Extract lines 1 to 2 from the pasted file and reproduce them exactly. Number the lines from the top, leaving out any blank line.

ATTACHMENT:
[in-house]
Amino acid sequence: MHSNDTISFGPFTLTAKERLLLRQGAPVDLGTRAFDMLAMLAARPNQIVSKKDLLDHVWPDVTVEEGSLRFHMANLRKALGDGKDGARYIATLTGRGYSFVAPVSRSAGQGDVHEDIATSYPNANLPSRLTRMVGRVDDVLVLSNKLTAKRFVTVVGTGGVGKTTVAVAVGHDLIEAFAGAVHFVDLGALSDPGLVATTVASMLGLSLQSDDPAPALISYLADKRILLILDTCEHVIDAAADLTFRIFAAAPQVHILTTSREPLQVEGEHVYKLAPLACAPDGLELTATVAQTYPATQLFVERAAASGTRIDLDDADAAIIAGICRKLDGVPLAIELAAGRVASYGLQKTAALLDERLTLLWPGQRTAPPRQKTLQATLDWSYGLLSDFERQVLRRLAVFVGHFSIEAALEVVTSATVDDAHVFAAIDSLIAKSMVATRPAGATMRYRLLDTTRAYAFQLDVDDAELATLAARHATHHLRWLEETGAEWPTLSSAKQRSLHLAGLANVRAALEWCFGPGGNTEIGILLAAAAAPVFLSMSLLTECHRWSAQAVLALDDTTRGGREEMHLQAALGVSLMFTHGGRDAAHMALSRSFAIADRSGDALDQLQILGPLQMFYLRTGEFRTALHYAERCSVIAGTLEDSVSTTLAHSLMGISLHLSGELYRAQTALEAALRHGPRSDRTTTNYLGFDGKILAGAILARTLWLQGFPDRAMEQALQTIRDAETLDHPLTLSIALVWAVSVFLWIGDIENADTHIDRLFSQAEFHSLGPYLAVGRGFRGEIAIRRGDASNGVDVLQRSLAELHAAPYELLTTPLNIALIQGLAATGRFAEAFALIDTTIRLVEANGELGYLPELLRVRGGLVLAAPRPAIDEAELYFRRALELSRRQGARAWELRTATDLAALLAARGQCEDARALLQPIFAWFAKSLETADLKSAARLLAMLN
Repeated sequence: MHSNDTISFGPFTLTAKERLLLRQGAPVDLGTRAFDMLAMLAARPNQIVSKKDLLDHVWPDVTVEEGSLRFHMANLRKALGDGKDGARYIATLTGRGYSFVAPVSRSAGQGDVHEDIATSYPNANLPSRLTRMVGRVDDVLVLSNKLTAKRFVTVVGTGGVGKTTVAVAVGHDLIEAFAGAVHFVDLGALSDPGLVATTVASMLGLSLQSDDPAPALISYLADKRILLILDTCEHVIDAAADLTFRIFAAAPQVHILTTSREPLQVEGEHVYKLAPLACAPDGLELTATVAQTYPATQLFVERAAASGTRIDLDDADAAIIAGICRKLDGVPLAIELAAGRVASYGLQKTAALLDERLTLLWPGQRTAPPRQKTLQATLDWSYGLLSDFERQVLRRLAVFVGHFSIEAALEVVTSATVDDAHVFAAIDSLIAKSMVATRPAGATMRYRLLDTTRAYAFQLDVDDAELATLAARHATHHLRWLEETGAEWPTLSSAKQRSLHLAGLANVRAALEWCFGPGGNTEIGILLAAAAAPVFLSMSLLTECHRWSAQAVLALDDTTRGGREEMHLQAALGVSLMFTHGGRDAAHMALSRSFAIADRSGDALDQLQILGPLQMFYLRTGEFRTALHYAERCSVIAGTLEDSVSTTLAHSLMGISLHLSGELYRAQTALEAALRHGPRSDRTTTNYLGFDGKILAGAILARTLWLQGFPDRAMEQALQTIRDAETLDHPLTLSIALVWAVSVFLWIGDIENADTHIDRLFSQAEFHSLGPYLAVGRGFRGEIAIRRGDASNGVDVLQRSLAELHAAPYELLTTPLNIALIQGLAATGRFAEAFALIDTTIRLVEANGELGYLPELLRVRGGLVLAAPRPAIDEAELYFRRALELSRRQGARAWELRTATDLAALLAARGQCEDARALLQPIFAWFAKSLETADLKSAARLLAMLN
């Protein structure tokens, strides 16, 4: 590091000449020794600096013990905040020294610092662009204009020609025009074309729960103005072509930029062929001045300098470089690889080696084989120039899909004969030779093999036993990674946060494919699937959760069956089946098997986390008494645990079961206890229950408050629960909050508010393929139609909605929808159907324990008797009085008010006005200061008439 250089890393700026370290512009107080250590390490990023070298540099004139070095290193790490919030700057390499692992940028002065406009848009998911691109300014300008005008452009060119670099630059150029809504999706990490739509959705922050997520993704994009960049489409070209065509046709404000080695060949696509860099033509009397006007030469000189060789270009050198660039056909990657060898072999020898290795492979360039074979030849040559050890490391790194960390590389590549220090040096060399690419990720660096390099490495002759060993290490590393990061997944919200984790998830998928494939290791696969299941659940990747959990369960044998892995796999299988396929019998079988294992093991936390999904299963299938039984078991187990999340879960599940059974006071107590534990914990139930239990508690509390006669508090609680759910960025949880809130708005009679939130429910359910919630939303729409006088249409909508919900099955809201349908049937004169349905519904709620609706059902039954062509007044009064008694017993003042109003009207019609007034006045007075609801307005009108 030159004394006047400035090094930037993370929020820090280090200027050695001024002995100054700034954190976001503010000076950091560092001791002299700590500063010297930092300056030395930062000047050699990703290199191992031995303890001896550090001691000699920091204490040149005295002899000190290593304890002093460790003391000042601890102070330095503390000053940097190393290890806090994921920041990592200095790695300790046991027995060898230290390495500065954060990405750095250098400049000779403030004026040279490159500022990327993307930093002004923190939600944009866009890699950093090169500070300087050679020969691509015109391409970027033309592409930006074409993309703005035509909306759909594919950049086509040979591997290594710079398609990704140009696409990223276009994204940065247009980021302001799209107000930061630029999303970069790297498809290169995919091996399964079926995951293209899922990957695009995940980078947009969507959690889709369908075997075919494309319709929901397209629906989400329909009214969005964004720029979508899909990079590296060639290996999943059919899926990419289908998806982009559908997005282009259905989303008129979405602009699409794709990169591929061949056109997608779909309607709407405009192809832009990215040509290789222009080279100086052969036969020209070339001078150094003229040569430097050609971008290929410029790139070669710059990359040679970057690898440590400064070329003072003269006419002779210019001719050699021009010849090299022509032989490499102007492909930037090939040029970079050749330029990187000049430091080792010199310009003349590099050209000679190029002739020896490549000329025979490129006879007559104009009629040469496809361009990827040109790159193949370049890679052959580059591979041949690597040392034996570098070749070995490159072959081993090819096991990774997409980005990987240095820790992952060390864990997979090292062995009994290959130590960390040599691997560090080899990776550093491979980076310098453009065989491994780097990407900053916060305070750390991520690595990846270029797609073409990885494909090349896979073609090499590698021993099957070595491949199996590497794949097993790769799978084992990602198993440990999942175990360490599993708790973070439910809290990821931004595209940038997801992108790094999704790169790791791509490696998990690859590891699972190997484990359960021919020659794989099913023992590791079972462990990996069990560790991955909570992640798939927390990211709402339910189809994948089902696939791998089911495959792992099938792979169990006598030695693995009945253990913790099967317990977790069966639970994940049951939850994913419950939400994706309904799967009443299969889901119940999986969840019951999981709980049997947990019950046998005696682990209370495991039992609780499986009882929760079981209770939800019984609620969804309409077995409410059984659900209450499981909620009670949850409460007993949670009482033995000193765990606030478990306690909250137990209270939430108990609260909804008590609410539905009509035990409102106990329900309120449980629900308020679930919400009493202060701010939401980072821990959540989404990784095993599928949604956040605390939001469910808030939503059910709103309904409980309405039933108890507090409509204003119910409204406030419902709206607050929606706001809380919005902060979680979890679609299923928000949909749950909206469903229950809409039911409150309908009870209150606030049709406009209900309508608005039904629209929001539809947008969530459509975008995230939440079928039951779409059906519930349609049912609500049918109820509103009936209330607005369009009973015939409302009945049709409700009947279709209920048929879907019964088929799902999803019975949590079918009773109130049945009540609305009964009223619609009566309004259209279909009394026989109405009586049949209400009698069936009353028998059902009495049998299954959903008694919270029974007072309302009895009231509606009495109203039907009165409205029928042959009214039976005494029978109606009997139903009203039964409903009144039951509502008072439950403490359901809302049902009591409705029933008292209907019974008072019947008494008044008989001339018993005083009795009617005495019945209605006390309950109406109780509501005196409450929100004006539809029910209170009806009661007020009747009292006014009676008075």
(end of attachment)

[in-house]
Amino acid sequence: MHSNDTISFGPFTLTAKERLLLRQGAPVDLGTRAFDMLAMLAARPNQIVSKKDLLDHVWPDVTVEEGSLRFHMANLRKALGDGKDGARYIATLTGRGYSFVAPVSRSAGQGDVHEDIATSYPNANLPSRLTRMVGRVDDVLVLSNKLTAKRFVTVVGTGGVGKTTVAVAVGHDLIEAFAGAVHFVDLGALSDPGLVATTVASMLGLSLQSDDPAPALISYLADKRILLILDTCEHVIDAAADLTFRIFAAAPQVHILTTSREPLQVEGEHVYKLAPLACAPDGLELTATVAQTYPATQLFVERAAASGTRIDLDDADAAIIAGICRKLDGVPLAIELAAGRVASYGLQKTAALLDERLTLLWPGQRTAPPRQKTLQATLDWSYGLLSDFERQVLRRLAVFVGHFSIEAALEVVTSATVDDAHVFAAIDSLIAKSMVATRPAGATMRYRLLDTTRAYAFQLDVDDAELATLAARHATHHLRWLEETGAEWPTLSSAKQRSLHLAGLANVRAALEWCFGPGGNTEIGILLAAAAAPVFLSMSLLTECHRWSAQAVLALDDTTRGGREEMHLQAALGVSLMFTHGGRDAAHMALSRSFAIADRSGDALDQLQILGPLQMFYLRTGEFRTALHYAERCSVIAGTLEDSVSTTLAHSLMGISLHLSGELYRAQTALEAALRHGPRSDRTTTNYLGFDGKILAGAILARTLWLQGFPDRAMEQALQTIRDAETLDHPLTLSIALVWAVSVFLWIGDIENADTHIDRLFSQAEFHSLGPYLAVGRGFRGEIAIRRGDASNGVDVLQRSLAELHAAPYELLTTPLNIALIQGLAATGRFAEAFALIDTTIRLVEANGELGYLPELLRVRGGLVLAAPRPAIDEAELYFRRALELSRRQGARAWELRTATDLAALLAARGQCEDARALLQPIFAWFAKSLETADLKSAARLLAMLN